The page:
Niklas Eriksson’s vocal has most certainly flourished since Wake and is further assisted here by Tom van Heesch’s (Rammstein, Michael Monroe) meatier production. There is an exciting variation of tone here, and Eriksson experiments by doubling up on the vocals and pulling back from his characteristic top end to explore his full range. At full stretch, when he clutches at his upper register, his delivery does become strained but, conversely, it also provides that unique focal point that separates the band’s sound from the masses.

From ‘Darkling Root’ we are pushed further down their rabbit-hole as the pace rises to become a forceful groove, peaking with the addictive hook that marks out ‘Plumed Serpent’ and the furious cries for “Lib-er-ation!”. Here, they begin to pick up elements of Torche, early-Baroness and little riff affectations that mirror monsters like those of Mastodon and Pelican. They also begin to reveal a certain penchant for subtle post-rock exploration.

The softer souls of ‘Virgin’s Milk’ and ‘The Silent City’, in particular, are riddled with emotion as Eriksson dips down to a whisper to pull out tunes that dig their nails beneath the skin. Elsewhere, the dissolute structure that houses the rich, psychedelic pull of ‘Fuga Mundi’ stands in direct contrast to the uninhibited, roaring waves and menacing undercurrent of ‘Whetstone’.

Fans will inevitably love The Breathing World for its esoteric edge, whilst the less tolerant will struggle to accept such histrionics and yearn for more of their famously empowering groove. Colossus have some way to go to find an easy balance between that frailty and crush. What isn’t in doubt is the fact that this next phase in their development is a bold step up from their debut. Its a magnificently diverse, gloriously colourful, forward-facing, wildly introspective album.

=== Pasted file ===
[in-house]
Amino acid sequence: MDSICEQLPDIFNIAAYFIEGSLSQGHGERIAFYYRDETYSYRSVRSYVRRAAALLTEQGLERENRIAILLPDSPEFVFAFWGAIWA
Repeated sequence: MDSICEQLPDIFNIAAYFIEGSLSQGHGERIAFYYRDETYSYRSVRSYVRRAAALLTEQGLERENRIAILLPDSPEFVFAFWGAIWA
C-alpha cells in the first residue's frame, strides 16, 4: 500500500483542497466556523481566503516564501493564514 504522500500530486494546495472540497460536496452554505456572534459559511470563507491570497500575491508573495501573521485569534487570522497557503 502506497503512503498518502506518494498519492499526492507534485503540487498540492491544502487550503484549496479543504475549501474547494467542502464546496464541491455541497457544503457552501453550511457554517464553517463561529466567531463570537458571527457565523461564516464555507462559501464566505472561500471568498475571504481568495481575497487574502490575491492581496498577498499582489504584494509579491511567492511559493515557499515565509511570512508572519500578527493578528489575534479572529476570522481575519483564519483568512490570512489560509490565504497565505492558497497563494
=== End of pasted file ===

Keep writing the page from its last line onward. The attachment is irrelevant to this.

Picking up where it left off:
Also online @ HBIH =

Album Review: Oceanwake – Sunless

Oceanwake are Luvia, Finland’s finest and purport to play “arctic experimental metal”. Sunless, their follow-up to debut Kingdom, proves this to be an intriguing amalgamation of Katatonia’s black doom, Enslaved’s dark heart and ISIS’ brooding post-metal.

From the off, there is an assault of haranguing aggression that very quickly collapses into extended lighter passages of soft, mournful melody. This heavy-soft approach is supported by atmospheric, echoing vocals that segue from a deep, barrel-chested roar into melodic, mournful wails. Both styles are presumably attempts to lock into the crush-to-croon vocal gymnastics of ISIS’ Aaron Turner and Bryant Clifford Meyer and both styles tickle the interest without wholly fulfilling such an imposing brief.

Undoubtedly, the band intend to live or die by “The Lay Of The Coming Storm” because, at 15 minutes and so lethargically paced, it’s quite a ball and chain to throw at the listener off the bat. Lurking beneath all these bleak, harmonic minors the album’s odd construction continues to drop drum parts and underscore the weightier passages with shimmering melodics.

The band do hit their stride as they grow into “Parhelion” and “Avanturine”. The former provides a Machine exhilaratingly crushing finish of growled lyrics, “All we are is dust / Scattered to the ocean”, and the latter provides a shot in the arm with a classy sequence of powerful riffing.

Having undergone a 13-month construction process from conception to post-production, with the band recording at the wonderfully named Chamber of Isolation & the JonneMusic Studio, all whilst under the watchful eye of Korpikaani frontman Jonne Järvelä, it is something of a surprise to find weaknesses in the production and frailities in the album’s sense of direction, pacing and flow.

This undemanding album does need its own space to shine but it still suffers from too many disparate structures and just not enough invention. Whilst their peers explore the extreme depths of tone and texture, Oceanwake carry their listener far more than they engage them. Undoubtedly, Sunless is a solid album but, taken at face value, you’d expect “arctic experimental metal” to chill you to your core.